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Spanish trade union CCOO sues Decathlon for violation of the right to freedom of association

By Jaime Martinez


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Decathlon store Credits: Decathlon

The confrontation between the management of the multinational sports company Decathlon in Spain and the Spanish trade union Comisiones Obreras (CCOO) has not eased at all, but rather intensified. On 3 April, the union filed a lawsuit against the sports company for violating the right to freedom of association.

Just a few weeks ago, Decathlon was ordered by the Supreme Court to correct the wage differences between the two groups of employees retroactively until May 2022, due to wage discrimination in the treatment of part-time employees compared to the working conditions of full-time employees. The CCOO has now filed another lawsuit following the judgement.

The company is accused of violating the right to freedom of association of its employees and preventing the normal development of trade union activities within the company, for example by denying delegates access to information and documents necessary for the protection and improvement of employees' working conditions. More worryingly, the company is retaliating against CCOO union delegates at Decathlon.

For the union, this is "systematic behaviour on the part of Decathlon" that is intended to prevent alternative unionisation and represents a clear attempt by the management to further promote the union SGICD (Sindicato Grupo Independiente de Colaboradores de Decathlon) as the majority among the employees. The union had "tried to hold a dialogue to put an end to this situation, but this was not possible".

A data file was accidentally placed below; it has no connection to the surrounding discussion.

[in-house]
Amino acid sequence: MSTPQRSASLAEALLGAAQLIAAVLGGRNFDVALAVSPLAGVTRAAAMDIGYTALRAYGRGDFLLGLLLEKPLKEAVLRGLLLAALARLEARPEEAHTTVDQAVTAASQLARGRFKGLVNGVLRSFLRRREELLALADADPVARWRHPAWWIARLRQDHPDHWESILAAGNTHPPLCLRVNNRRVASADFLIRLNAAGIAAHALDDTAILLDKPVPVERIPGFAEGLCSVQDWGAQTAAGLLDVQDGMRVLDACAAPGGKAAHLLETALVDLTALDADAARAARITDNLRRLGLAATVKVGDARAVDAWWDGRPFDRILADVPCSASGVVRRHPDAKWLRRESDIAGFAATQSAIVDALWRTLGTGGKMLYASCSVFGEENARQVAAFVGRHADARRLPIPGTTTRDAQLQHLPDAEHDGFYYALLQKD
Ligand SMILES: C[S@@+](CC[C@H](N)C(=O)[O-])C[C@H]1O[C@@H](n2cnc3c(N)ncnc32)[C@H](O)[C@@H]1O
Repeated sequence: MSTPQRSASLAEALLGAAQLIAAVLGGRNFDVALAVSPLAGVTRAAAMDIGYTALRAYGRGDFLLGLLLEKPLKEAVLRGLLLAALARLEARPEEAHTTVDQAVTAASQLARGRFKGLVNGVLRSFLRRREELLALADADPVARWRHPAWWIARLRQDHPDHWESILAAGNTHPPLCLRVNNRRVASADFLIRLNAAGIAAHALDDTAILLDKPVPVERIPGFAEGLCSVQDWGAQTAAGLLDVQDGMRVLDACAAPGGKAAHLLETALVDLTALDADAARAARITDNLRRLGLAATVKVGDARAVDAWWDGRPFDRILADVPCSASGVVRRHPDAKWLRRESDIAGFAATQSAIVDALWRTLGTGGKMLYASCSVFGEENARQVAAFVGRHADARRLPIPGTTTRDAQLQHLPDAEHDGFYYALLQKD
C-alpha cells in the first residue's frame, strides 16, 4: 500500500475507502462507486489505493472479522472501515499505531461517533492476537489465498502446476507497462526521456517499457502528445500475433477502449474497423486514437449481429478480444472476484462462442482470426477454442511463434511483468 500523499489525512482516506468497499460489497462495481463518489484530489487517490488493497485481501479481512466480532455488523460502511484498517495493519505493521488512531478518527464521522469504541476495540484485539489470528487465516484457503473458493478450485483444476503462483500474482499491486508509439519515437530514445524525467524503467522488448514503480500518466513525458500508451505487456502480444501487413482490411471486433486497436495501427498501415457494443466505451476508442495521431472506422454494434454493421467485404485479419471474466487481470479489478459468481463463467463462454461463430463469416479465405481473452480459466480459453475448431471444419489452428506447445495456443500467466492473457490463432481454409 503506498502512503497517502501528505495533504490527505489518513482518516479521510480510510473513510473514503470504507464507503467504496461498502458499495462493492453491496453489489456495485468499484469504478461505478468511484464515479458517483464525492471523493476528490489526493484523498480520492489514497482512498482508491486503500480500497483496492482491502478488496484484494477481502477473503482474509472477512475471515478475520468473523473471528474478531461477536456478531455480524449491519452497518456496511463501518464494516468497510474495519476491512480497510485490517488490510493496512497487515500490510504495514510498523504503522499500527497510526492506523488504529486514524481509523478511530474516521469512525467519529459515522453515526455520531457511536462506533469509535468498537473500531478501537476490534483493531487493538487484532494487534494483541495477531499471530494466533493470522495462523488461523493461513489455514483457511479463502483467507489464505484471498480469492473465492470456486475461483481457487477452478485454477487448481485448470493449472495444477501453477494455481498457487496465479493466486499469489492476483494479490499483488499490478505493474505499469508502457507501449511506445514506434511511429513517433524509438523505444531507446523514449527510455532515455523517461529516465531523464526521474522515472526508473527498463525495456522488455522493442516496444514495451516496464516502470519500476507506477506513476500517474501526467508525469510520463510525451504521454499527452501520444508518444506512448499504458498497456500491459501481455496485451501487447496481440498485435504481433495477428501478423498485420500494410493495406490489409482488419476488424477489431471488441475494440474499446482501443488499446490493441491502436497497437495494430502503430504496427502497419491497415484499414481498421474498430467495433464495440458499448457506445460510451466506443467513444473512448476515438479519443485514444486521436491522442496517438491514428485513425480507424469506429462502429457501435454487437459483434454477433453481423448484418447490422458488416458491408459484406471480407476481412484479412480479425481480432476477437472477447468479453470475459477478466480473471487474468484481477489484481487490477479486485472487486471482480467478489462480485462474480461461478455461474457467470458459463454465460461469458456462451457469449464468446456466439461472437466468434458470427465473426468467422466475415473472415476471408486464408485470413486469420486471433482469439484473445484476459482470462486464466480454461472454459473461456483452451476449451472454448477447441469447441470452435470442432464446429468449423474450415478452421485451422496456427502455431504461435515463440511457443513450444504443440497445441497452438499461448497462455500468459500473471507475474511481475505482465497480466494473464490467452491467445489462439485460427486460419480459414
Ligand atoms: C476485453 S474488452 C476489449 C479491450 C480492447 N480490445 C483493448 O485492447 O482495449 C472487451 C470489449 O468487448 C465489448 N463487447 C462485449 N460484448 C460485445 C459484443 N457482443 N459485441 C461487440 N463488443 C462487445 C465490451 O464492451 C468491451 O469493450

"On the contrary," CCOO said in a statement, "the Decathlon group continues to develop harmful practices towards our union members," so that "in particular, CCOO delegates at Decathlon receive the worst schedules, changes in assigned tasks and shifts," while "they are prevented from entering the workplace to exercise their union functions," among other coercive measures.

"CCOO deeply regrets the group's attitude towards our union's delegates and the fact that labour relations within the company must be regulated by a court," CCOO said. This is the result of a practice against which "a protective complaint has been filed today against the Decathlon company for violating the fundamental right to freedom of association".

Allegations of coercion and retaliation

To conclude the motives and causes that led the trade union organisation to file this complaint, the CCOO bases its accusation against the sports group on three main grounds. First, the claim that its actions impede the normal development of union activities; second, denying its delegates union credits; and third, evidence that CCOO delegates are made unable to increase their working hours or be promoted to new jobs with better conditions and pay.

According to the union, Decathlon's management practices "violated the rights to information, consultation and competence enshrined in Article 64 of the Workers' Statute", as the company "refused to systematically provide CCOO delegates with the requested documents and information".

As a result, Decathlon "violated and obstructed the right of this union to analyse the situation of the workers" and "to take measures to improve their situation". At the same time, it has refused to authorise or allow the CCOO to use the emails of all staff and, in response, to provide the union with "the necessary means to exercise the right to communicate and defend our association".

Regarding the second point, the CCOO was "denied the request to use union funds", which is "a detrimental measure against the fundamental rights of all Decathlon employees". Finally, the union is "aware of the impossibility of increasing working hours, being promoted or increasing our union funds simply because we belong to the CCOO".

All these circumstances and facts left the union with no better option than to go to court and file a lawsuit against Decathlon for violating the right to freedom of association. "Through the company's refusal to provide documentation and information on the working conditions of the workforce, the obstruction of CCOO's trade union activities, the denial of time credits and retaliation against CCOO's active union members and other practices," the CCOO concludes the lawsuit.

This article originally appeared on FashionUnited.ES. Translation and edit by: Rachel Douglass.

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